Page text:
State Awards Downtown Haverhill Developer Tax Credits to Help Meet Housing Demand

The Franklin Block, 200 Merrimack St., Haverhill, will house three commercial tenants and 21 studio and one-bedroom apartments. (Courtesy photograph.)

To submit Business Bulletin announcements, click on image.

A Haverhill developer, about halfway through renovating an historic downtown property into 21 apartments, was approved Tuesday for $1.3 million in state housing development tax credits aimed at encouraging more housing options and lowering costs.

Developer Jonathan Cody is in the process of restoring the 1856-era Franklin Block at 200 Merrimack St., for market rate apartments. The building, in a disconnected part of the Washington Street Shoe District, was for many years known as the home of D.J. Casey Paper Co. and other commercial tenants.

“I would like to thank Gov. Maura Healey, Secretary Edward Augustus, Mayor Melinda Barrett and everyone at the (Executive Office of Housing and Livable Communities) EOHLC. These grants make projects possible in gateway communities,” Cody told WHAV.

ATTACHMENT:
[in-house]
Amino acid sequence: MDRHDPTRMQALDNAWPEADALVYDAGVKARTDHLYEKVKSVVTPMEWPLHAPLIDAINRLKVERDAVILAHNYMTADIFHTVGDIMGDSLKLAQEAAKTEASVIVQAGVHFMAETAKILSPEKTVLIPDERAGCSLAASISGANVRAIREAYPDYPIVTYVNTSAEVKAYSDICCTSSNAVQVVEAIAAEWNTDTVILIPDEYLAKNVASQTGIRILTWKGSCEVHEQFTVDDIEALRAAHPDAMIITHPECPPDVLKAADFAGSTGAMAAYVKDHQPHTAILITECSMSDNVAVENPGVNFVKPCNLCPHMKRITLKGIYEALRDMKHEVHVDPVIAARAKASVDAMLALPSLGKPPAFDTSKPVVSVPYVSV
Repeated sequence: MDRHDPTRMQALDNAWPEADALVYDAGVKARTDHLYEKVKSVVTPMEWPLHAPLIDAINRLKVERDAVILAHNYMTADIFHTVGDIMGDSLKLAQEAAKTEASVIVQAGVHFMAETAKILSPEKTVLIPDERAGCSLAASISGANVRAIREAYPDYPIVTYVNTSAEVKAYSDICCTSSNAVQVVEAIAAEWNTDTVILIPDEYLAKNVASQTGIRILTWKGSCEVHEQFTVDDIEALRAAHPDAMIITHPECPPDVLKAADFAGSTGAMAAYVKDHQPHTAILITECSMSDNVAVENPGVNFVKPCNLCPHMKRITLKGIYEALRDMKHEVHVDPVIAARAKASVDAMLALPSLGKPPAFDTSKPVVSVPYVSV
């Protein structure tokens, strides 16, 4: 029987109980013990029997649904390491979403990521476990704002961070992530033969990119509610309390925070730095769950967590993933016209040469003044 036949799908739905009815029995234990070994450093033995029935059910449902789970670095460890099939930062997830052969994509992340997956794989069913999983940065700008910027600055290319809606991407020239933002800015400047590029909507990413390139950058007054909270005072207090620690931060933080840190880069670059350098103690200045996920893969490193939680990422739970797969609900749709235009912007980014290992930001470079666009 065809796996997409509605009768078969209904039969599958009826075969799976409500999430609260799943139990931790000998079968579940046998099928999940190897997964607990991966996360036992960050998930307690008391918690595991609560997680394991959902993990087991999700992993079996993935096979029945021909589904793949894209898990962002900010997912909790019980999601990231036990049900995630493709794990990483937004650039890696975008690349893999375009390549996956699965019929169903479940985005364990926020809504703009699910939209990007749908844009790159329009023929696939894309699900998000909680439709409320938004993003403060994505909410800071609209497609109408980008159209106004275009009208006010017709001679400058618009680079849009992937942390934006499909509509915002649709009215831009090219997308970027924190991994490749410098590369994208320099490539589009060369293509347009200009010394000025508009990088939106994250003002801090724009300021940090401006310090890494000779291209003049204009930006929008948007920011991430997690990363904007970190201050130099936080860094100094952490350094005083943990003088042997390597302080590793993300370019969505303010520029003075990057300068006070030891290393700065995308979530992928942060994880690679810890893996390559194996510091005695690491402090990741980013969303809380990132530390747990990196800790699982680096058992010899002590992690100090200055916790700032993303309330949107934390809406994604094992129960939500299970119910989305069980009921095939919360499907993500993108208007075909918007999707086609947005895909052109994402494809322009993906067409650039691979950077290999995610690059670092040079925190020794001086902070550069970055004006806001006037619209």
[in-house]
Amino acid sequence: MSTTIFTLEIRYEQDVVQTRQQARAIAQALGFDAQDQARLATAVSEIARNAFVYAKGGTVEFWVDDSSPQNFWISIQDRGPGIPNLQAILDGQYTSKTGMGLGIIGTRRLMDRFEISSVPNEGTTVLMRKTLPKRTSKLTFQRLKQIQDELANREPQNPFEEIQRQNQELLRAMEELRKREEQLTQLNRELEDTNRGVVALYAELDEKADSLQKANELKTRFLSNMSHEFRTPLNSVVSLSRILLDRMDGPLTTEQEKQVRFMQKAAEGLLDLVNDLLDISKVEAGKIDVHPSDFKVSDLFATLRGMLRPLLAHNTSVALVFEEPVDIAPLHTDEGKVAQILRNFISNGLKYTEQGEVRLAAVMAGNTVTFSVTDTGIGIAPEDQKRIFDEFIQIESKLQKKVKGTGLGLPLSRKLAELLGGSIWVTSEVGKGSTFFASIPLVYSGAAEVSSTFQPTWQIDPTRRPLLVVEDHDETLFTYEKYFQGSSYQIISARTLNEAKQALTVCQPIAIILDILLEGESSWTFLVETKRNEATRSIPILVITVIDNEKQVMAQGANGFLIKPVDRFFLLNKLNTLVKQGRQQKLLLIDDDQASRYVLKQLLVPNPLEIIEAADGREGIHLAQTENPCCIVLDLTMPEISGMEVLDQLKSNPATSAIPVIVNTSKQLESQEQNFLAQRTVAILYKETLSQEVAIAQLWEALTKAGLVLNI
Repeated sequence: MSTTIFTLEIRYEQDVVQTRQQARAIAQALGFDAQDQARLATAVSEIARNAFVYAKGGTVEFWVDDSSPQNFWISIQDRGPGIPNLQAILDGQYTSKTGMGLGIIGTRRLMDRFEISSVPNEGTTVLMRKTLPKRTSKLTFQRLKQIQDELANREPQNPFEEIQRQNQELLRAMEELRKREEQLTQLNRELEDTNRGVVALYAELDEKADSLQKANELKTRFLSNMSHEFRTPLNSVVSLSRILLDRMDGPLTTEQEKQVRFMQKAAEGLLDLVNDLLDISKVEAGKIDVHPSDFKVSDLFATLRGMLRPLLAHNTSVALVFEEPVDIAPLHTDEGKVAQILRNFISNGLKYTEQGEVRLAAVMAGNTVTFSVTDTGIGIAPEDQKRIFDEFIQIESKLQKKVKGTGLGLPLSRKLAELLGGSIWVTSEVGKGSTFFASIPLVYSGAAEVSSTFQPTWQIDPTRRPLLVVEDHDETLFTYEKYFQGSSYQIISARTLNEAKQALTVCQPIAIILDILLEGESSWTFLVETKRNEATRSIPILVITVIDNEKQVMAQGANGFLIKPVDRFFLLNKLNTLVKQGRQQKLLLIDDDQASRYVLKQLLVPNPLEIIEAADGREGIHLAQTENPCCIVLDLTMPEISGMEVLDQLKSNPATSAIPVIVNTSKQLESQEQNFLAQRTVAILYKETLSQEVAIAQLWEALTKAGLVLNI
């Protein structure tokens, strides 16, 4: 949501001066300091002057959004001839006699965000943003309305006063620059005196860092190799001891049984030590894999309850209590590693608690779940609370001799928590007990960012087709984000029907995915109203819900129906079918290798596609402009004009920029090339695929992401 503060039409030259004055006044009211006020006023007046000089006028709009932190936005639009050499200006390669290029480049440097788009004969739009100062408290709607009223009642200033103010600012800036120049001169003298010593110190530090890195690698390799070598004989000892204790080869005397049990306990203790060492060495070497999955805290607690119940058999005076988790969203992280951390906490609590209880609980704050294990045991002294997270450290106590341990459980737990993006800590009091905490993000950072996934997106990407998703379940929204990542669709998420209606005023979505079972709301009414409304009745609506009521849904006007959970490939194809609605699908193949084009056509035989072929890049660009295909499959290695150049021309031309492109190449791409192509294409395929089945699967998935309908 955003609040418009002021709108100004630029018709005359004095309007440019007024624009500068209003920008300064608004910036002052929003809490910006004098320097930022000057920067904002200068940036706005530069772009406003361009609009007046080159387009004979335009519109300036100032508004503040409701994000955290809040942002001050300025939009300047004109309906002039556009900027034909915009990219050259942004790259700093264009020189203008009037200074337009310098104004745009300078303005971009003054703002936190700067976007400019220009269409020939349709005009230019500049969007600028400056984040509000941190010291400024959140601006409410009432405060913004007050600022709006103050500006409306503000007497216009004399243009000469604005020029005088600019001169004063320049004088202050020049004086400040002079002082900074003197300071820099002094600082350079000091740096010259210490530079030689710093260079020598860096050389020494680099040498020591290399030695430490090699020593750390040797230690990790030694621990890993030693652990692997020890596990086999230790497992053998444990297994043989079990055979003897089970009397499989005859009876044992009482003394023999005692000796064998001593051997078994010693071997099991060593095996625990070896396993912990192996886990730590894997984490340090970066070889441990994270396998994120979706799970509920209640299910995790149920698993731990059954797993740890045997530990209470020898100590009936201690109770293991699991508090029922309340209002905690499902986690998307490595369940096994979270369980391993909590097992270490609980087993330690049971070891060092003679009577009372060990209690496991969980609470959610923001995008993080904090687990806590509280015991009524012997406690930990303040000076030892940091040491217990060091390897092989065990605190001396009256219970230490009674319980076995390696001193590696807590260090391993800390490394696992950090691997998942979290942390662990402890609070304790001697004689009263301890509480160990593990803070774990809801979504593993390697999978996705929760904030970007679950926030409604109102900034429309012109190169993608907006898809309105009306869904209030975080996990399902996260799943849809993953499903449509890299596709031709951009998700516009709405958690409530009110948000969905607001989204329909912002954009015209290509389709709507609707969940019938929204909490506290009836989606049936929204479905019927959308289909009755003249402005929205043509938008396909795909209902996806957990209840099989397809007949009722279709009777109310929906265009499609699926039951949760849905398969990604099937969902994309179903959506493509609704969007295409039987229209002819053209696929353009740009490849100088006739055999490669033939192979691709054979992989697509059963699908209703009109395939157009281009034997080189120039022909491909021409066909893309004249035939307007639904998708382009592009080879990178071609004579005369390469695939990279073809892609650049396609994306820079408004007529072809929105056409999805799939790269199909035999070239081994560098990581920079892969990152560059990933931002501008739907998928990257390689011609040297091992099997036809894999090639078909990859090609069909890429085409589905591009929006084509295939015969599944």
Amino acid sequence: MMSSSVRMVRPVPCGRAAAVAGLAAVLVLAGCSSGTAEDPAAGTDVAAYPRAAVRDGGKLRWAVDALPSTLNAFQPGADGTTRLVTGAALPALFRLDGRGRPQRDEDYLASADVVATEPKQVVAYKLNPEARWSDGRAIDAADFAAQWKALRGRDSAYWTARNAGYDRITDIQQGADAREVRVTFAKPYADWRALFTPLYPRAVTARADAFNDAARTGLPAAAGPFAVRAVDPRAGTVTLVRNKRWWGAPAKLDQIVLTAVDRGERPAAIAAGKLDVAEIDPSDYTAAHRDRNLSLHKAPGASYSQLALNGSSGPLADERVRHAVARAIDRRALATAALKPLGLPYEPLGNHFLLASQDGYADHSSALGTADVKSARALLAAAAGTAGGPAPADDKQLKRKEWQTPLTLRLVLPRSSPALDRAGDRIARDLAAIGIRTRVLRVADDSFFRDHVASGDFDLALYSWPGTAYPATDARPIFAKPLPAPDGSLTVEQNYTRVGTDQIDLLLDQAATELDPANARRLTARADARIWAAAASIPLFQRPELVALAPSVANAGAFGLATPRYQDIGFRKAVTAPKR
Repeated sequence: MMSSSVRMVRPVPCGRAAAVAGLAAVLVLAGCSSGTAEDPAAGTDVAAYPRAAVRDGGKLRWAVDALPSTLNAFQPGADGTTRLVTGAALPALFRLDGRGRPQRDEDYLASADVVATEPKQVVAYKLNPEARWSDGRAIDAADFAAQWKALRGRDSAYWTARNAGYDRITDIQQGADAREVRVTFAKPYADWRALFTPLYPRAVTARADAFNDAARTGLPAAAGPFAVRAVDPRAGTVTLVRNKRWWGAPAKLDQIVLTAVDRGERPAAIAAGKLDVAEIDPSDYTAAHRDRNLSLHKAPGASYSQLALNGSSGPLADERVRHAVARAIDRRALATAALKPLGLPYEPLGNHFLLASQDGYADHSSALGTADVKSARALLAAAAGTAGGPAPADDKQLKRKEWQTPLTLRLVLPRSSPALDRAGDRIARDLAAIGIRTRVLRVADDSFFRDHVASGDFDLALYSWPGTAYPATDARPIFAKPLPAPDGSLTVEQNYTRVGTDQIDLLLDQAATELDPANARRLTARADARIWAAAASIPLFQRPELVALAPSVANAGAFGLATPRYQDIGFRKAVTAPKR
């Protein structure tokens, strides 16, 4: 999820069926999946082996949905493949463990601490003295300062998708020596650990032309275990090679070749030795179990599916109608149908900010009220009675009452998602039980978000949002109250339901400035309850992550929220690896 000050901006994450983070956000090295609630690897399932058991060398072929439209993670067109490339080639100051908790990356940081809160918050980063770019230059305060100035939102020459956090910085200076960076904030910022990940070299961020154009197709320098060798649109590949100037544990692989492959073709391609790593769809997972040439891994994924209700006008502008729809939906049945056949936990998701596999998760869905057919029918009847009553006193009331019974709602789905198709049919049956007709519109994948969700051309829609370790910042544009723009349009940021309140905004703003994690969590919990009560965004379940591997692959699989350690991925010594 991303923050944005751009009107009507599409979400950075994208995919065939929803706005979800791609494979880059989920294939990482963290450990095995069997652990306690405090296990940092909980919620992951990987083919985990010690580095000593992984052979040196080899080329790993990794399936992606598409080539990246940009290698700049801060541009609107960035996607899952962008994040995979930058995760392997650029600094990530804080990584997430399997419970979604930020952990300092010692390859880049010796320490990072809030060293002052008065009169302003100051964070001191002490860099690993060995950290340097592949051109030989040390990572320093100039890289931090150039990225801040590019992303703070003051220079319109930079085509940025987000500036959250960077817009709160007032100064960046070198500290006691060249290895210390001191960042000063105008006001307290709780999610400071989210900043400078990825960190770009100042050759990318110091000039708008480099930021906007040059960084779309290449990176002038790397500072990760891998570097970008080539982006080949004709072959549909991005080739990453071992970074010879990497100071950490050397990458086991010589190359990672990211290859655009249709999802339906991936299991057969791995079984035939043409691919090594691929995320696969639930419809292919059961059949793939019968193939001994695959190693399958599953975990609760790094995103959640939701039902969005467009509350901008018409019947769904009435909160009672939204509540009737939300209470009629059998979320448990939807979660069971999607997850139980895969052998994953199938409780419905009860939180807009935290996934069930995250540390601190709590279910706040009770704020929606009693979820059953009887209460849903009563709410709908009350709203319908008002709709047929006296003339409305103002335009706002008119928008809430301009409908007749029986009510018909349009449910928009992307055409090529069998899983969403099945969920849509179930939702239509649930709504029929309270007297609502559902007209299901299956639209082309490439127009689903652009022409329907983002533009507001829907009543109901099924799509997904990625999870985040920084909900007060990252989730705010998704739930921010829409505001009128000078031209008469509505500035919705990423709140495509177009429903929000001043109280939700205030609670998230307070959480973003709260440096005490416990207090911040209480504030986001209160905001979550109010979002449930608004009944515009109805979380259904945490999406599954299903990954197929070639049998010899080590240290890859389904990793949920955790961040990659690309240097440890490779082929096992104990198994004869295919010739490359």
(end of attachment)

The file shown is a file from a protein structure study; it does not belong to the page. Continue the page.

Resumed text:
Last year, Planning Director William Pillsbury Jr. noted the building was placed on the National Register of Historic Places in 1976 as part of the 1882 fire-ravaged area.

“This is a significant property in the downtown. It really bifurcates the Merrimack Street urban renewal area—the death of urban renewal, stopped. Thank God. The historic district was preserved beyond that,” he explained.

Healey, Driscoll and Augustus said Cody’s project was among $27 million in Housing Development Incentive Program awards that will create 547 total new units in 11 Gateway Cities across the state.

“Our Gateway Cities are vital centers for industry and culture while also being positioned to help provide the housing we need to meet the demand. These funds help make projects possible that will create hundreds of homes, revitalize neighborhoods and strengthen our communities,” Healey said.

The governor noted, as part of her $1 billion tax cuts package, that program cap was raised from $10 million to $57 million in 2023 and will be $30 million annually going forward. She said the increase allowed the Executive Office of Housing and Livable Communities to fund all 13 project applications this round.

Augustus pointed out, “Our vacancy rate is at an all-time low, and these awards will create much needed multi-family housing across our state.

Comments are closed.